Thursday, April 01, 2010

FLASHFORWARD: ten down...

Over the past few weeks, thanks to Hulu, I've succeeded in knocking off the first ten episodes of FLASHFOWARD. I am digging it. I read the novel by Robert Sawyer and the show made some very smart televisionally strategic moves in the scope, POVs, and details of its story. The show is many layers removed from the novel, and in fact, it looks like the show's writers must have changed "the answer" to the mystery of the novel. I do like that. That the show even has me thinking that is a real treat. At most I expected some decent stories that might have taken place in the universe of the novel's story, y'know? But this is a new universe altogether.

Except for some odd accents that slip into dialogue by supposedly lifelong English-speaking Americans and Los Angelinos, I dig the cast, which features Shakespeare In Love, Juliet Widmore, rock star scientist Charlie Pace, and young Sulu and Cyborg. Also *random!* a cameo by Seth MacFarlane?! Wack.

O, I *do* wince every time I hear Juliet call Shakespeare "babe." That is really reserved for Desmond, y'know?

*BEWARE* Beyond here, there be *SPOILERS* If you haven't watched the first... five episodes, I think, the rest of this post will spoil a plot thread, so skip accordingly, please.

There is something that I'm waiting to see, a clever trick that exploits the flashforward phenomenon. The thought occurred to me when I suspected that we might have already seen one instance of it, in the Nazi's story. The idea behind my trick requires that someone has foreknowledge of the flash, and knows which 137 seconds of the future everyone will see. Knowing this, this mastermind can then stage an event to occur during that time, and event that will be witnessed six months earlier, and presumed by most, if not all, to be an actual event.

For instance, let's say a flashforward happens at noon on Monday, March 29, and gives a one minute glimpse of the future beginning at noon on Friday, April 2. Knowing that people will be flashingforward to noon on Friday, I arrange to have myself kidnapped while walking in Davis Square to get some lunch. At noon on Friday, a van screeches up over the curb of the sidewalk on Highland Street. Out jumps a couple of my friends in ninja outfits who bag and tag me and shove me into the van and zoom away. All this in front of dozens of bystanders. These bystanders, unconscious at noon on Monday, precognitively witness these events, and when interviewed, all will tell the story of a handsome young devil, the world his oyster, women want to know him, men want to be him, basically, a super awesome guy, being abducted by superpowered ninjas who only managed to subdue him with superior numbers, as he demonstrated himself to be a skilled and powerful combatant as well. Yes, exactly. That flashforward vision, taken to be real and genuine, can now be used to manipulate people to do things in anticipation of this terrible event.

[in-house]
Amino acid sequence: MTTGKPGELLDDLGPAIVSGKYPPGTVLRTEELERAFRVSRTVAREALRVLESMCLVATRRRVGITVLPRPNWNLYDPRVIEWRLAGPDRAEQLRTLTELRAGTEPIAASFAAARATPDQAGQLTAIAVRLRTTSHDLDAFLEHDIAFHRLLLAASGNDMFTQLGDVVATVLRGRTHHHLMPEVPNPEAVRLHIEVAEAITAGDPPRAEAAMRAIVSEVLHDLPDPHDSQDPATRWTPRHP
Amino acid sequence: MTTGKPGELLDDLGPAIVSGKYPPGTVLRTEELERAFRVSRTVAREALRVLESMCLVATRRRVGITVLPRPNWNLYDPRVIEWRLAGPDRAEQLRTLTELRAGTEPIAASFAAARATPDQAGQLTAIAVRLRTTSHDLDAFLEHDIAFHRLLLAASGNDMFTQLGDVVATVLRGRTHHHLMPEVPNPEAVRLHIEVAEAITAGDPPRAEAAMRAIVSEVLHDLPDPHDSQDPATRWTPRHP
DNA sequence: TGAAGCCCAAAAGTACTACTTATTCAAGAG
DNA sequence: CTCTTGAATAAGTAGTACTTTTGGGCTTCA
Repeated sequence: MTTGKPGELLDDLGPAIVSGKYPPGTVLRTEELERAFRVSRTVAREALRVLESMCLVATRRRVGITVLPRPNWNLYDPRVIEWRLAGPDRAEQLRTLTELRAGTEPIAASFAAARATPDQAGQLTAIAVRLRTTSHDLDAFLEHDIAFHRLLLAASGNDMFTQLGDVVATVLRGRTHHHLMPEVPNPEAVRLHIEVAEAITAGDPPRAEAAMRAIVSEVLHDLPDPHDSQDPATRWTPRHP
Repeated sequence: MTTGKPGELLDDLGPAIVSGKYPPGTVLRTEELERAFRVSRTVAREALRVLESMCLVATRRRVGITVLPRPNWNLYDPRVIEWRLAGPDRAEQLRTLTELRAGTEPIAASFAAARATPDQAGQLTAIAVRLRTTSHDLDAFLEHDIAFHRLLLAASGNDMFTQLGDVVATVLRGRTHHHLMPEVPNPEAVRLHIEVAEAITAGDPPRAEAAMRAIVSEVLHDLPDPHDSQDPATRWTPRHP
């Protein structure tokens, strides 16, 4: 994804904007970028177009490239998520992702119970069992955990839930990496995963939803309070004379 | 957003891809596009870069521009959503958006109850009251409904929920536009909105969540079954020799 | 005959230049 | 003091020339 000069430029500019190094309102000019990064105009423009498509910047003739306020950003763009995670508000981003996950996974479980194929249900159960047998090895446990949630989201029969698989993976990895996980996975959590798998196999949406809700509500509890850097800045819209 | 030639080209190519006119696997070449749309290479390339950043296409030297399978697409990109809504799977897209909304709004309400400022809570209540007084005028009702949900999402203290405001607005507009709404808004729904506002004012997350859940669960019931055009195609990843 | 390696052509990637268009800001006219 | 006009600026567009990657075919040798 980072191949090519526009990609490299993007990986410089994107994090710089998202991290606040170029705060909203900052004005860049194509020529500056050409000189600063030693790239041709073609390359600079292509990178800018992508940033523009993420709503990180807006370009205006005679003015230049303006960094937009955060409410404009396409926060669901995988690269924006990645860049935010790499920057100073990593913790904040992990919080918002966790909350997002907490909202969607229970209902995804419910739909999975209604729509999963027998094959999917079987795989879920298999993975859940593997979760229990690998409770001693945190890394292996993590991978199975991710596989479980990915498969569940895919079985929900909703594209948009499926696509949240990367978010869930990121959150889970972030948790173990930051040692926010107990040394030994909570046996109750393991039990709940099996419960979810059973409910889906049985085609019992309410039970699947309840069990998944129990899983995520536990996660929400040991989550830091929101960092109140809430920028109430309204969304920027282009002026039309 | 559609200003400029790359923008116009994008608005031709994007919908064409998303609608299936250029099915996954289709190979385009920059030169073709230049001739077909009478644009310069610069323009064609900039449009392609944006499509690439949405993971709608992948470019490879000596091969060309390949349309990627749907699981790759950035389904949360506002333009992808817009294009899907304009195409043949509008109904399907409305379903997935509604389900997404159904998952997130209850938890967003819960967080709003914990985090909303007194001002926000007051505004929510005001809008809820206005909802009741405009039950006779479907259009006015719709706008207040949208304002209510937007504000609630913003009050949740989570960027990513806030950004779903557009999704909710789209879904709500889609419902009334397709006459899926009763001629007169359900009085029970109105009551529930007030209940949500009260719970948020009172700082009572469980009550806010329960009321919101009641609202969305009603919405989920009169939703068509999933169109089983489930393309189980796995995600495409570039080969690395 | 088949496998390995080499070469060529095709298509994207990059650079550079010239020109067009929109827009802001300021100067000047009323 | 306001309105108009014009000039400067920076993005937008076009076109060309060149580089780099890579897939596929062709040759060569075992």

Maybe police will be assigned to that location at that time of day, leaving other bank-ful parts of Somerville conspicuously vulnerable to criminal activity with reduced risk of police interference. Maybe we intentionally use the van of someone we don't like, a politician, perhaps. All those precog witnesses will pretell the van's plate number and thusly connect it to and discredit this person. Maybe I actually hire a look-alike to play me in the kidnapping, giving me a future alibi, allowing me to engage in some shadowy scurrilous something or other on my own.

Hrmm... I didn't think this example thru very thoroughly and am having trouble coming up with ways to exploit it in a flashforward, potentially future-manipulating and self-fulfilling, way.

The most successful incarnation of this would be to have alternate versions of my friends and myself commit the hoax kidnapping, freeing our prime versions to do whatever we want at that time when we actually live those 137 seconds. This means that the flashforwards are actually also flashOvers, and so, do not muck with our native spacetime continuity.

OK, how about that Nazi's story? In his flashforward, he sees himself at customs in an airport, apparently free and allowed to travel. There are a handful of other people in the vision, but only one that he can identify by name, the customs agents who processes him, and he knows who he is by his name tag or plate. So, Nazi gives up this customs agent's name to the FBI and the FBI track him down to corroborate. Turns out the guy has just applied for the job, and his vision DOES match the Nazi's, only fron his point of view. When I saw this, I realized that Nazi guy, once free, could STAGE this scenario for the 137 seconds of the flashforward. Show up before a customs agent in an airport and go thru the motions of being processed, and back in the past-present, customs agent-to-be would think of his vision as genuine, and the vision itself, staged, becomes a self-fulfilling prophecy. The Nazi uses his vision as leverage to get himself freed, see?

It's not LOST, but it's got some fun potential.

Keep on keepin on~

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